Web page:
11 episodes

In a world so uncertain, it's eerie how prophetic some writers can be when it comes to forecasting the future. Fiction Predictions explores the books, TV shows, and movies from the past that predicted the world we live in today. 

Fiction Predictions is a Mashable podcast created and hosted by Nikolay Nikolov and Sam Haysom.

Fiction Predictions Mashable

    • TV & Film
    • 4.4 • 33 Ratings

In a world so uncertain, it's eerie how prophetic some writers can be when it comes to forecasting the future. Fiction Predictions explores the books, TV shows, and movies from the past that predicted the world we live in today. 

Fiction Predictions is a Mashable podcast created and hosted by Nikolay Nikolov and Sam Haysom.

    Catch 22 in 2019 (ft. Andy Hamilton)

    Catch 22 in 2019 (ft. Andy Hamilton)

    Like '1984', 'Catch 22' is one of those books that's become a part of our everyday language.

    But when it comes to contemporary society, what exactly did Joseph Heller's famous satire predict?

    This is the question we attempt to unravel in the final episode of our first season. Helping us are three guests: Business Insider reporter Isobel Hamilton; her father, the legendary writer/comedian Andy Hamilton; and Guardian journalist Amelia Gentleman.

     
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    • 40 min
    Neil Gaiman on 'Good Omens'

    Neil Gaiman on 'Good Omens'

    'Good Omens' is a book written by Neil Gaiman and Terry Pratchett, 30 years ago.

    This year it also became a TV show.

    There's a reason for that. Now, with international tensions and the shadow of climate change constantly hanging over us, the story's apocalyptic themes feel more relevant than ever.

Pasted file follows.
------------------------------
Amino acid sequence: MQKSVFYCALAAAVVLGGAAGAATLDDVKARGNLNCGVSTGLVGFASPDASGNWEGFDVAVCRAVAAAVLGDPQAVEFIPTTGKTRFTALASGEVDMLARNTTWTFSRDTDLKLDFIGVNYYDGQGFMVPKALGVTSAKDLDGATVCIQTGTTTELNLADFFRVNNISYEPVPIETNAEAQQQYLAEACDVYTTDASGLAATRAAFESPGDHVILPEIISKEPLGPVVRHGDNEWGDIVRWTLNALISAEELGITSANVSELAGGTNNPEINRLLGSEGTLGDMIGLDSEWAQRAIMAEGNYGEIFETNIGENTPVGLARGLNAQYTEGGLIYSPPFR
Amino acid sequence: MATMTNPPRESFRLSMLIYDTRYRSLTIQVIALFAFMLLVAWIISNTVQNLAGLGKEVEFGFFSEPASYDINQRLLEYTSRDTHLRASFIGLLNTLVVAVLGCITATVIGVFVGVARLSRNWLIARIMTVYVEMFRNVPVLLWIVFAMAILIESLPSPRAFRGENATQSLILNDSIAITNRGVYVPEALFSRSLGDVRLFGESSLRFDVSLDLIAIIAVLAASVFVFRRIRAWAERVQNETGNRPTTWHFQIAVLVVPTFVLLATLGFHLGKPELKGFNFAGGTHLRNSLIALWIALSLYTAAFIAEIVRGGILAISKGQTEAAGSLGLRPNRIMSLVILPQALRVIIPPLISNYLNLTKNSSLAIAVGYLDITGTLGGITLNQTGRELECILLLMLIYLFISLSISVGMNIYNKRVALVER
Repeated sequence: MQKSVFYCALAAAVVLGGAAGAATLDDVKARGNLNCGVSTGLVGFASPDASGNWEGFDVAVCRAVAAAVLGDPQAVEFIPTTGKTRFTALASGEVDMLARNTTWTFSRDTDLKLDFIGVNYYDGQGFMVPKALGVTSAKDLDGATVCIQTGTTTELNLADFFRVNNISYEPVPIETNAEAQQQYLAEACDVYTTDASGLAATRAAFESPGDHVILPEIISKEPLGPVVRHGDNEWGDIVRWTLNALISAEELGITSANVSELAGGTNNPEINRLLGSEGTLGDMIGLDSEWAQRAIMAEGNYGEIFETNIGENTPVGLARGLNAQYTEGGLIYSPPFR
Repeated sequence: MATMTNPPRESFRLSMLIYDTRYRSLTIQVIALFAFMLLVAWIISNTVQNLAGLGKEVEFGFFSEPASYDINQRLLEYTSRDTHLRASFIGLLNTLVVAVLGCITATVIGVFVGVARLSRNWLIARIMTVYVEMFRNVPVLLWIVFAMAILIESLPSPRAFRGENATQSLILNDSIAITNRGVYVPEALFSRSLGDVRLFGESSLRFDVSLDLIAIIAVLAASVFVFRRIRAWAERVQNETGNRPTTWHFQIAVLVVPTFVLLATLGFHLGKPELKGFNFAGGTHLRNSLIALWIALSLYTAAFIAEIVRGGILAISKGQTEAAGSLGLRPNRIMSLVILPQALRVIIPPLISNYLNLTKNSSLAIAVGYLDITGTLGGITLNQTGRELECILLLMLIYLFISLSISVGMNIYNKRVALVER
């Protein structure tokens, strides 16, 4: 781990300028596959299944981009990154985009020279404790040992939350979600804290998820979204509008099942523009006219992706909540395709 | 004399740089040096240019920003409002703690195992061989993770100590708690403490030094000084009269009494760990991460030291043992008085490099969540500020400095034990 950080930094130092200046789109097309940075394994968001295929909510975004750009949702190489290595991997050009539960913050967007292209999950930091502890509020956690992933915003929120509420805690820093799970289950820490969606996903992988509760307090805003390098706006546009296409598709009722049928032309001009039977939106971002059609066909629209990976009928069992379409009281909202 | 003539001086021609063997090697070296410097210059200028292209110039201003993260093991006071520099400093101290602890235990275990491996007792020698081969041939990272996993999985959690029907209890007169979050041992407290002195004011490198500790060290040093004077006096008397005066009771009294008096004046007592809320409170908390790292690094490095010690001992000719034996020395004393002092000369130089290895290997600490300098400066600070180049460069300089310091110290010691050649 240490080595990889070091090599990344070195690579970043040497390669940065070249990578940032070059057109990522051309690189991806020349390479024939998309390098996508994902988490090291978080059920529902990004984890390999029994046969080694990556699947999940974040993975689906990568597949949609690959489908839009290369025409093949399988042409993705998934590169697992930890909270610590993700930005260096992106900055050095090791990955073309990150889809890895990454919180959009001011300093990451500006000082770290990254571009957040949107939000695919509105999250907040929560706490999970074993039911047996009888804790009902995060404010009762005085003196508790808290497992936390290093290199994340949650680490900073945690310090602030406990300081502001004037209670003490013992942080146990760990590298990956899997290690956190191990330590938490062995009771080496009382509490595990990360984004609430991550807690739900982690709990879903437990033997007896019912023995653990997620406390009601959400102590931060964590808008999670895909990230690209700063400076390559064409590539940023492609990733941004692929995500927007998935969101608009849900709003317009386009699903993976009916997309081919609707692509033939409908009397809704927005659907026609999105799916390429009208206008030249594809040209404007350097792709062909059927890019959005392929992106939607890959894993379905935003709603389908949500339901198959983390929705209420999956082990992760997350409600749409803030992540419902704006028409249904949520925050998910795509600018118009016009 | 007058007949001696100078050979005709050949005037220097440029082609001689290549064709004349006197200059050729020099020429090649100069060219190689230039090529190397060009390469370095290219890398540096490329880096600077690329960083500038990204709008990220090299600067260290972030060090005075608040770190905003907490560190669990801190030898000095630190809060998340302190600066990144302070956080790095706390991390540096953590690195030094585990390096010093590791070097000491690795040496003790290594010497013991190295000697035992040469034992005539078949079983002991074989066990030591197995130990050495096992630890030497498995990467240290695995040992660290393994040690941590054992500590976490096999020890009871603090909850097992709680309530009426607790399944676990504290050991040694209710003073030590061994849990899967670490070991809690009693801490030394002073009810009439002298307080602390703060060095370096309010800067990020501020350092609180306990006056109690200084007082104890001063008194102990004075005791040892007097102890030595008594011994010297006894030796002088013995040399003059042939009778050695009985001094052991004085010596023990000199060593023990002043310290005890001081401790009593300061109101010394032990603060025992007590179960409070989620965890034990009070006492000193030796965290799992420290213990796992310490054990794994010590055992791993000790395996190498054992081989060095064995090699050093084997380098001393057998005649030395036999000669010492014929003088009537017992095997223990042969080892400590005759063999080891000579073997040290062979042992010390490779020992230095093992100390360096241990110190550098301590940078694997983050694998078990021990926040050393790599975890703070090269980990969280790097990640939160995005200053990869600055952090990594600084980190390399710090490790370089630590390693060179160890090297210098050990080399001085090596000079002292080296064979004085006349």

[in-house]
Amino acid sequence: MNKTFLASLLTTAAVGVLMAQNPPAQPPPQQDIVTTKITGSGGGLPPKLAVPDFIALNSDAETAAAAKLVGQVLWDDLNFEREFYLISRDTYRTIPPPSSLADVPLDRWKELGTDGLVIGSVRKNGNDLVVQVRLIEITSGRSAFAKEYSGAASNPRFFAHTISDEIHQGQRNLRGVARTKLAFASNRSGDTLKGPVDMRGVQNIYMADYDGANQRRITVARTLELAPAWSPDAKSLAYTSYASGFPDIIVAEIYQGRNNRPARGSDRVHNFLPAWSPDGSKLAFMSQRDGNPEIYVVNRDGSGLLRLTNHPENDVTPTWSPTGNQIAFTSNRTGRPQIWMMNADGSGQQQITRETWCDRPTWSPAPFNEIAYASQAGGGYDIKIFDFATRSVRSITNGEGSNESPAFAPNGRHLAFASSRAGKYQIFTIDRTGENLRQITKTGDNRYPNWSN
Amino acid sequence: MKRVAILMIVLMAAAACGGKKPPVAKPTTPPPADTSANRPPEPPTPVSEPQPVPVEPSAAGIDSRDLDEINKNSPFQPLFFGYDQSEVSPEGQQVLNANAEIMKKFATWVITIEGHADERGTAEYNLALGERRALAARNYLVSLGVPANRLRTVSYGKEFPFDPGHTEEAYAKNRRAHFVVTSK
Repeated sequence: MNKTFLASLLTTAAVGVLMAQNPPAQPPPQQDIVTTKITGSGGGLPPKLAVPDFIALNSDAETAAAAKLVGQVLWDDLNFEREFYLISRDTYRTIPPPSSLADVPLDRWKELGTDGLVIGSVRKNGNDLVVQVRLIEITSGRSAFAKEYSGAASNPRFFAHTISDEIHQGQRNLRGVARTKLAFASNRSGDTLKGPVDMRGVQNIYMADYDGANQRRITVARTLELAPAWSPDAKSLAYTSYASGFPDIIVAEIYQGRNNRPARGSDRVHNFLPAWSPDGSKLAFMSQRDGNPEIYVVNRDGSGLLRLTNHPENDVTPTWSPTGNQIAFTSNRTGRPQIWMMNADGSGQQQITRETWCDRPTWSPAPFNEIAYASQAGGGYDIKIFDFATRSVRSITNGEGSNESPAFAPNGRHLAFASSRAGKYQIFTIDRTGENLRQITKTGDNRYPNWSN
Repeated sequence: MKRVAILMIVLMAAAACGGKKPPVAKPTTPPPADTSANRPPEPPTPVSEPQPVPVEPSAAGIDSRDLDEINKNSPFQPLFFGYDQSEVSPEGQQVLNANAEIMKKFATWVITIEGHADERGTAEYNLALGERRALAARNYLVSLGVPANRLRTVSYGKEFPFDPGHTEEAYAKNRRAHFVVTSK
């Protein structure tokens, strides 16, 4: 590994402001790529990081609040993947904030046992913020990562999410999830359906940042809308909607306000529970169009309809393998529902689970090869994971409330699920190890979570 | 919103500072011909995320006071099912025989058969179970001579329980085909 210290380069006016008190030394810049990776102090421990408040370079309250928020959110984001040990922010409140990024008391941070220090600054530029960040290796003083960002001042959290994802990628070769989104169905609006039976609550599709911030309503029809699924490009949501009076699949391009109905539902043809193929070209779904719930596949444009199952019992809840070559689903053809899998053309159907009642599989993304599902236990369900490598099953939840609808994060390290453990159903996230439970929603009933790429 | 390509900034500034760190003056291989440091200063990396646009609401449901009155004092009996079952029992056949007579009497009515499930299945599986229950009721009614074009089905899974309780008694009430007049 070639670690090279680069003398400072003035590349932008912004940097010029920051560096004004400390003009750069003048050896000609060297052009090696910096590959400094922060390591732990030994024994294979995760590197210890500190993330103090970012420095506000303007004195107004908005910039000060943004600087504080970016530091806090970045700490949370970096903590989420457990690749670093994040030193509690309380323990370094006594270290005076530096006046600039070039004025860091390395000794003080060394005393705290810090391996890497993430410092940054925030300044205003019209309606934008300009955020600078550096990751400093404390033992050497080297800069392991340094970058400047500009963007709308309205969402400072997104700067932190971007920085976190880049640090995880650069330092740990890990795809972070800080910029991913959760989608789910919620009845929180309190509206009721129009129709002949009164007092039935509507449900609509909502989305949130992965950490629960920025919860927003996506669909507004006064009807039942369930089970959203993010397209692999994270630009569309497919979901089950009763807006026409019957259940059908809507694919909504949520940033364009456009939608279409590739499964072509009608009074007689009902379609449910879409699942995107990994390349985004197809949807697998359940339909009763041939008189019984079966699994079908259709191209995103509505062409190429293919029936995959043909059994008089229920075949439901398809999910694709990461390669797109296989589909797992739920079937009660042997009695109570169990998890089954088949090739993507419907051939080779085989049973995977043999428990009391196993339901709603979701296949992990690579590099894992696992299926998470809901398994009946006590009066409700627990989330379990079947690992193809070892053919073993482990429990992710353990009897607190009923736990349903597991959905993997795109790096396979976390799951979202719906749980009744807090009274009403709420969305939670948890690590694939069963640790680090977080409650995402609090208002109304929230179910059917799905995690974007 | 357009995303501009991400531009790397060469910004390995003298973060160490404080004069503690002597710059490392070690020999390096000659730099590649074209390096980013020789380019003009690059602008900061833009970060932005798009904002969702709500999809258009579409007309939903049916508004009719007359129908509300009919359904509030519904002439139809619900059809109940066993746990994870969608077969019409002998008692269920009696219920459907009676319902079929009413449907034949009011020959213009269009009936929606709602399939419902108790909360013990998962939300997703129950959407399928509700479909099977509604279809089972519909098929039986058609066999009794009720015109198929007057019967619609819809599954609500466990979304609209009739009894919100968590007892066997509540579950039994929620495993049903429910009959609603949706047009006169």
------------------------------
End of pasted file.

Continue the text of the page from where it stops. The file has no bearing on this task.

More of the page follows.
In this episode we spoke to Neil Gaiman and the cast about all the ways the story anticipated the world we live in today.

     
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    • 33 min
    1984 in 2019, Part II

    1984 in 2019, Part II

    '1984' turned 70 years old today, but it doesn't feel outdated. In fact, it's constantly coming back to dominate the news. Just a few days ago, CNN's Jake Tapper tweeted a quote from the book that went viral.

    In this second part of our exploration into how much of the Orwellian dystopia has come true, we look at the three giants in our world today: China, the US, and Russia. 

    June 4 marked the 30th anniversary of the Tiananmen Square protests in China, which saw the Communist Party there affirm power at all costs as other socialist regimes were starting to crumble. In those 30 years, China has used technology to enforce a total surveillance state. We talk to the New York Times' Paul Mozer about how far China has been able to emulate the Orwellian totalitarian state.

    We then move on to America, where the Trump presidency has totally upended democracy as the only game in town and has started to slowly chip away at deeply ingrained American values. We talk to Media Matters for America's Matthew Gertz about the complex and intertwined relationship between Donald Trump and Fox News. 

    Lastly, we talk to the London School of Economics' Peter Pomerantsev about what happened to an authoritarian state that failed – the Soviet Union – and how in the years that followed Russia seemed to get really rather good at anticipating the legitimacy crises democracies are facing today.

     
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    • 40 min
    Podcast Special: "We are all handmaids now"

    Podcast Special: "We are all handmaids now"